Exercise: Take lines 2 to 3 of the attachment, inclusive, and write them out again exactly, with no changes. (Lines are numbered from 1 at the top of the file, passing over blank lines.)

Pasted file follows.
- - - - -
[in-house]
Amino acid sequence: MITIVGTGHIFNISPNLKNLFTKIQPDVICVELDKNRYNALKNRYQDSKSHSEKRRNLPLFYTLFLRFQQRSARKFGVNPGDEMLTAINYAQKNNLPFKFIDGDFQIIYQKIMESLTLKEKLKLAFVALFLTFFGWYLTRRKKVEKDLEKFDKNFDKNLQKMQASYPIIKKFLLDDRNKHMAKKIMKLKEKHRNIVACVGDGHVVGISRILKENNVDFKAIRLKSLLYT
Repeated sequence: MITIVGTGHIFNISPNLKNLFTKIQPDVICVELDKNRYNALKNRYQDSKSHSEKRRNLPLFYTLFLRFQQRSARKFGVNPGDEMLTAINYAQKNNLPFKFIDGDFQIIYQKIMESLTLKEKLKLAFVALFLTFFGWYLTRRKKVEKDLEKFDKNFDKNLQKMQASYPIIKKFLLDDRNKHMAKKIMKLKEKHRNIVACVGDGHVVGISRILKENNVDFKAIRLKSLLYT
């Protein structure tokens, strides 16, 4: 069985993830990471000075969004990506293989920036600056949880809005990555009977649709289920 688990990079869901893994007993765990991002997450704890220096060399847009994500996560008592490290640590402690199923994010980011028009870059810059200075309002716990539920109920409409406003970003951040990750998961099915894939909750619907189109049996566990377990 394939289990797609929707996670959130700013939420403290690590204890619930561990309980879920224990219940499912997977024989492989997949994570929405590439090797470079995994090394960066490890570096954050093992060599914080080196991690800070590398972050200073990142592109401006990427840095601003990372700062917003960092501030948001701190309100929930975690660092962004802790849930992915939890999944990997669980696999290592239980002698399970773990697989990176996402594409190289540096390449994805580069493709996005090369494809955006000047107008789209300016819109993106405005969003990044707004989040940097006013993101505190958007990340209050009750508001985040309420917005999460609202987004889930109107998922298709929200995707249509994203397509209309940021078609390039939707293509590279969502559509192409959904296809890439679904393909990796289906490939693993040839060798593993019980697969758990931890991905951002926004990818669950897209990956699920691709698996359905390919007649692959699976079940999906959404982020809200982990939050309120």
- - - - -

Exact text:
Amino acid sequence: MITIVGTGHIFNISPNLKNLFTKIQPDVICVELDKNRYNALKNRYQDSKSHSEKRRNLPLFYTLFLRFQQRSARKFGVNPGDEMLTAINYAQKNNLPFKFIDGDFQIIYQKIMESLTLKEKLKLAFVALFLTFFGWYLTRRKKVEKDLEKFDKNFDKNLQKMQASYPIIKKFLLDDRNKHMAKKIMKLKEKHRNIVACVGDGHVVGISRILKENNVDFKAIRLKSLLYT
Repeated sequence: MITIVGTGHIFNISPNLKNLFTKIQPDVICVELDKNRYNALKNRYQDSKSHSEKRRNLPLFYTLFLRFQQRSARKFGVNPGDEMLTAINYAQKNNLPFKFIDGDFQIIYQKIMESLTLKEKLKLAFVALFLTFFGWYLTRRKKVEKDLEKFDKNFDKNLQKMQASYPIIKKFLLDDRNKHMAKKIMKLKEKHRNIVACVGDGHVVGISRILKENNVDFKAIRLKSLLYT